We are well aware that Christendom considers a literal sitting down in a literal Kingdom of God to partake of literal food with Christ as a gross and absurd notion, but-believing what God has said-we are quite unmoved by an apostate Christendom's views, or the views of the "wise" of the world. The same applies to this question.


There are some verses that are quoted in an effort to prove that the form of man is not patterned after the form of God:

Deut. 4:15-"Ye saw no manner of similitude (temunah) on the day that the Lord spoke to you."

Even on the face of it this does not in any way support the above contention. It is a perfectly true statement of fact, and it is emphasized to guard them against their very prevalent weakness of desiring to make and worship images. But of Moses-in whom there was no such danger-God said, "The similitude (temunah: same word) of Yahweh shall he behold" (Nm. 12:8). And we are given an instance of this happening (Exo. 33:20-23).

* * *

Jer. 10:23-"It is not in man that walketh to direct his steps."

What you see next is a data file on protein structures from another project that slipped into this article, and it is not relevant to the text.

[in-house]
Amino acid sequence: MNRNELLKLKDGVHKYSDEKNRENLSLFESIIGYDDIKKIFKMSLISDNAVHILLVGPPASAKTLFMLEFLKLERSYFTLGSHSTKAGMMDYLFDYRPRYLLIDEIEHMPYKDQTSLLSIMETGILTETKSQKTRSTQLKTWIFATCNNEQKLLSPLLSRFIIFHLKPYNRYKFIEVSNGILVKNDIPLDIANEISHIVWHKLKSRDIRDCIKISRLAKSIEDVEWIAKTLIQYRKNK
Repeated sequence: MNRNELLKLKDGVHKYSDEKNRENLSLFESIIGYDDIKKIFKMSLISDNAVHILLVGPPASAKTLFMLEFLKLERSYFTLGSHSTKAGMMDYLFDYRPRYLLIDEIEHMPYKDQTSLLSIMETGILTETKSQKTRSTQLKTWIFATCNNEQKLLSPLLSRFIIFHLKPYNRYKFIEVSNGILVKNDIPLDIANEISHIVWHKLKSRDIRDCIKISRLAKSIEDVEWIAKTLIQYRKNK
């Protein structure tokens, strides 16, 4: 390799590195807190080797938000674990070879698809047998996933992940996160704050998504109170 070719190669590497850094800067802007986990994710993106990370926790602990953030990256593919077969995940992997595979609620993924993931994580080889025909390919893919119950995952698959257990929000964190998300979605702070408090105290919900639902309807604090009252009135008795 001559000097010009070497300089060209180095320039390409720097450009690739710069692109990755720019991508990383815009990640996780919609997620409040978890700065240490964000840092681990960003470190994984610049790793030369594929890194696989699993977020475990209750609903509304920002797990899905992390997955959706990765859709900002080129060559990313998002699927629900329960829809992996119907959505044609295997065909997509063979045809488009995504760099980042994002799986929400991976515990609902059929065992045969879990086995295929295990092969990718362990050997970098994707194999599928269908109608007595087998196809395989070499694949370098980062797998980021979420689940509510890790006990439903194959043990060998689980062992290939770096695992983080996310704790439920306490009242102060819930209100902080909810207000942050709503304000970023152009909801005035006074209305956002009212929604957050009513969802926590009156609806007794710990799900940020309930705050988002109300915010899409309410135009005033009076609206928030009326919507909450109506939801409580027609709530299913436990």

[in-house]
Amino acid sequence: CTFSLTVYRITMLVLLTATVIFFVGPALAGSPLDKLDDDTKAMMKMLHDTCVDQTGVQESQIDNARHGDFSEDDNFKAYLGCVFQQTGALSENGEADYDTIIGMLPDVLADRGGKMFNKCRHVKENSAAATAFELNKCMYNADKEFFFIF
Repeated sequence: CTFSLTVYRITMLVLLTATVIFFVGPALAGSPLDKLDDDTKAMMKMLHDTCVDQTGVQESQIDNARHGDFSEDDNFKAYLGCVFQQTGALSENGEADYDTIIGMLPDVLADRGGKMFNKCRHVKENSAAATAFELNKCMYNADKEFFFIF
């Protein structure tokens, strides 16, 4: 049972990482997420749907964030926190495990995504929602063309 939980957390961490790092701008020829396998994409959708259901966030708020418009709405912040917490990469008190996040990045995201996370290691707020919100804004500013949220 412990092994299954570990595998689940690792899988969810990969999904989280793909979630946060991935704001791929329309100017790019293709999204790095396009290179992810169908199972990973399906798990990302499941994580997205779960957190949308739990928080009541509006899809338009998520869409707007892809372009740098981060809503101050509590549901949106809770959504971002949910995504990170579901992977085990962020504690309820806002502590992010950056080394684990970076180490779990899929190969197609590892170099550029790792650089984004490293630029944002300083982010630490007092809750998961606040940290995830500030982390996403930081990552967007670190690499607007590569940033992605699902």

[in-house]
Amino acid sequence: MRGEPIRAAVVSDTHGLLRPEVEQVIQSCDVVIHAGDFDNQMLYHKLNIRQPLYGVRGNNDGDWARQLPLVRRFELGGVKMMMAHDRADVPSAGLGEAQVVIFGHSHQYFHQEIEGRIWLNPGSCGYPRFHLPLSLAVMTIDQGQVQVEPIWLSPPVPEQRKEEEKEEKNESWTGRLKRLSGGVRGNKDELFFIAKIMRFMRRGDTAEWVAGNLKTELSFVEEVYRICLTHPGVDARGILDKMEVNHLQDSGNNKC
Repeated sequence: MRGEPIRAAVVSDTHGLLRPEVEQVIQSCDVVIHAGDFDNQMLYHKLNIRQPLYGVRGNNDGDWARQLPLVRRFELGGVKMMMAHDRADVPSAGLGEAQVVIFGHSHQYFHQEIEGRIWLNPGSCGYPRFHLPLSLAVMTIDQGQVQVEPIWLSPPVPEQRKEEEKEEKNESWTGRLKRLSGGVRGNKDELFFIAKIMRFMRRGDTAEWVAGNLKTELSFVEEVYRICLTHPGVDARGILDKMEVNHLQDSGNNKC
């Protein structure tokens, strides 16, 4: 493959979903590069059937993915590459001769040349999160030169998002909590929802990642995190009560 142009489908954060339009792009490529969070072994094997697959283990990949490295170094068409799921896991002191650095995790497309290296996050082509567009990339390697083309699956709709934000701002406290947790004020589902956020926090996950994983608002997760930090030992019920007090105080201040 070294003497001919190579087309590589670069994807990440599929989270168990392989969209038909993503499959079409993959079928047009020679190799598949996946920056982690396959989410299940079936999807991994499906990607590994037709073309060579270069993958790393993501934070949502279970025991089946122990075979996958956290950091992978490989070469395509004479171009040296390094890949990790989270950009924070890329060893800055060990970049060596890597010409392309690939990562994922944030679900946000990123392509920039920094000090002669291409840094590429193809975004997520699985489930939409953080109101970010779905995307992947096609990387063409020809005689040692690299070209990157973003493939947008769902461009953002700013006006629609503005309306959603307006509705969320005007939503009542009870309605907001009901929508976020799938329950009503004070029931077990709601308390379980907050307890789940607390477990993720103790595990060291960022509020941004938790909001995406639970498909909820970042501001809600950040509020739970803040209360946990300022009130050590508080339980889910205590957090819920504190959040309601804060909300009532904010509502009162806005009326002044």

The argument from this is rather obscure and hard to define. It lies in the suggestion that the phrase "that walketh" is given as a distinguishing characteristic of man, as contrasted with God. Surely the simple, reasonable meaning lies in the connection between "that walketh" and "his steps," just as if we said, "It is not in man that laboreth to direct his labor aright." Consider a very similar expression (Psa. 89:48)-

"What man is he that liveth, and shall not see death?"

Could this be used to prove that God has no life, simply on the ground that man is spoken of as living?

* * *

Eccl. 7:29-"God hath made man upright; but they have sought out many inventions."

It is inferred that this verse refers to the making of man in God's image and man's subsequent decline from that image. Apart from the fact that this suggestion contradicts the clear meaning of "image" in Gen. 1:26, we believe the clearest proof that this interpretation is impossible lies in the distinction that Paul makes in 1 Cor. 11:7 between the man and the woman as related to the image of God-